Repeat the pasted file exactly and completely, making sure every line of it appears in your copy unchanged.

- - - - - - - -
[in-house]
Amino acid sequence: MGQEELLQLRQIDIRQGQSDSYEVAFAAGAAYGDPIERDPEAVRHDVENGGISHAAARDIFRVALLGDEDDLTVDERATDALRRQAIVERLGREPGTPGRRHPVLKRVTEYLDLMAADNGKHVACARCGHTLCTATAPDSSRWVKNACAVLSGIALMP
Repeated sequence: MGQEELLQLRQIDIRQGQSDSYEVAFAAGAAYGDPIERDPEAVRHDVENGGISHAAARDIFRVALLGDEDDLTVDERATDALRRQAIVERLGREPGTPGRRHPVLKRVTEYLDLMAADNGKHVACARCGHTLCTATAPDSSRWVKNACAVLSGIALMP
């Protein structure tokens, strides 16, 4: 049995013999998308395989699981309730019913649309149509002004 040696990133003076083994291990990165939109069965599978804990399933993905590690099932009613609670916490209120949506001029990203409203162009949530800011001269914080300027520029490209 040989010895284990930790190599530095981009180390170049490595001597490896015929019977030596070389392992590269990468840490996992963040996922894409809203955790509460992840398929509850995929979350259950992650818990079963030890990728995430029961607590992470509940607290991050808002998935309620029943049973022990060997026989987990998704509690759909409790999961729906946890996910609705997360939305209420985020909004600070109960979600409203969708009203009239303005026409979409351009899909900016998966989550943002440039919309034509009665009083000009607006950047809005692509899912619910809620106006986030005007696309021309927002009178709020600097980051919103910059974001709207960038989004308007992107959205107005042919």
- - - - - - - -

[in-house]
Amino acid sequence: MGQEELLQLRQIDIRQGQSDSYEVAFAAGAAYGDPIERDPEAVRHDVENGGISHAAARDIFRVALLGDEDDLTVDERATDALRRQAIVERLGREPGTPGRRHPVLKRVTEYLDLMAADNGKHVACARCGHTLCTATAPDSSRWVKNACAVLSGIALMP
Repeated sequence: MGQEELLQLRQIDIRQGQSDSYEVAFAAGAAYGDPIERDPEAVRHDVENGGISHAAARDIFRVALLGDEDDLTVDERATDALRRQAIVERLGREPGTPGRRHPVLKRVTEYLDLMAADNGKHVACARCGHTLCTATAPDSSRWVKNACAVLSGIALMP
């Protein structure tokens, strides 16, 4: 049995013999998308395989699981309730019913649309149509002004 040696990133003076083994291990990165939109069965599978804990399933993905590690099932009613609670916490209120949506001029990203409203162009949530800011001269914080300027520029490209 040989010895284990930790190599530095981009180390170049490595001597490896015929019977030596070389392992590269990468840490996992963040996922894409809203955790509460992840398929509850995929979350259950992650818990079963030890990728995430029961607590992470509940607290991050808002998935309620029943049973022990060997026989987990998704509690759909409790999961729906946890996910609705997360939305209420985020909004600070109960979600409203969708009203009239303005026409979409351009899909900016998966989550943002440039919309034509009665009083000009607006950047809005692509899912619910809620106006986030005007696309021309927002009178709020600097980051919103910059974001709207960038989004308007992107959205107005042919």